Tuesday, March 8, 2011

Innovation Invasion: MIT’s ‘Fab Lab’ Arrives, Breakthroughs to Follow

The arrival of a graffiti-tagged truck has led to the creation of a wireless antennae for network access in Afghanistan, analytical instrumentation for healthcare and agriculture in India, solar-powered turbines for energy in Norway, and locally responsive low-cost housing in Barcelona.

Organizers from Capitol Broadcasting Company, Z. Smith Reynolds Foundation and Piedmont Conservation Council are thrilled to see what the arrival of the MIT ‘Mobile Fab Lab’ will lead to when it rolls into Durham’s American Tobacco on March 13. The lab will depart the Bull City on March 26.

The Fab Lab will give the community the ability to conceptualize, design, develop, fabricate and test almost anything they can create. From new games to robots to whatever the users can imagine, the Fab lab puts priceless equipment, typically out of reach for most, into the hands of anyone, with the goal of creating innovative ideas, products and services to enrich our community and world.

“When it comes to innovation and entrepreneurialism, Durham is a national leader,” said Mayor Bill Bell. “So it's only fitting that Fab Lab sets up shop here, to show young and old how to turn their biggest ideas and wildest dreams into reality. As a retired IBM electrical engineer, I have a few notions that I may try out myself."

Added Michael Goodmon, vice president of real estate, Capitol Broadcasting Company, “The mobile Fab Lab arriving in Durham is going to be a game changer for so many innovators in our community. They’ve been tinkering with incredible ideas but now have access to the tools that can make them a reality. I’ve got a few ideas of my own that I can’t wait to work out while watching schoolkids, inventors, designers and developers create!”

The Fab Lab includes a computer-controlled laser to cut out parts to assemble 2D and 3D structures, a sign cutter that plots in copper to make antennae and flexible circuits, a high-resolution table-top milling machine to make molds and circuit boards, a larger milling machine to make furniture- and house-sized parts, and electronic components and programming tools for working with low-cost high-speed microcontrollers.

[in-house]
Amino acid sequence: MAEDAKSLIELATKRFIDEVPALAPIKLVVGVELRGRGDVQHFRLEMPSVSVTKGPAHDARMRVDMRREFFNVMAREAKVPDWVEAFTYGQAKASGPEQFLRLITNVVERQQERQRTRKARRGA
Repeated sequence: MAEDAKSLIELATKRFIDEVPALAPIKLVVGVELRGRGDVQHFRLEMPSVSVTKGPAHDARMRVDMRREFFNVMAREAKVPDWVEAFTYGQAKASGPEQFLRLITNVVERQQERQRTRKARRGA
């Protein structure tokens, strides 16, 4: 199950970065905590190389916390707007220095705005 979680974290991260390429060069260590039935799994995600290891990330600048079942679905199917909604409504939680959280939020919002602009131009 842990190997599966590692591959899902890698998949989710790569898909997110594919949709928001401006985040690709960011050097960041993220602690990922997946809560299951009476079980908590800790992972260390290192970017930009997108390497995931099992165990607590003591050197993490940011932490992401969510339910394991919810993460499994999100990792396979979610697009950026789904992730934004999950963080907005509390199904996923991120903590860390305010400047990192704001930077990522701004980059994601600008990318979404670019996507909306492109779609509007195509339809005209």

Tushar Mahale, a local entrepreneur and Board Member of Piedmont Conservation Council, said, "Durham has such a rich community of organizations, non-profits, and businesses trying to make life better for all types of people - we want this community to understand what is possible with a Fab Lab and find ways to use it to benefit their target groups or society at large."

MIT has developed easy to use software, materials, and workflows to bring these tools together for use in the field, and people off the street can come in and see how prototyping/fabrication technologies work. They can take a test run, or sign up for lab times to take their concept through from idea to design to prototype.

The Fab Lab will be located at American Tobacco in the ‘Down Under’ at American Tobacco (adjacent to Saladelia restaurant) and will be open to the public from 11am-8pm (Tuesdays & Thursdays) and on Saturday the 19th 10am-6pm. The lab will be open to community groups, schools and other organizations Monday through Friday March 14-March 26. Time slot reservations should be made in advance by interested organizations by emailing stephanie.grant@fablabscarolinas.org and visiting fablabscarolinas.org.


  1. There's even a website:


  2. Site renamed http://www.fablabcarolinas.org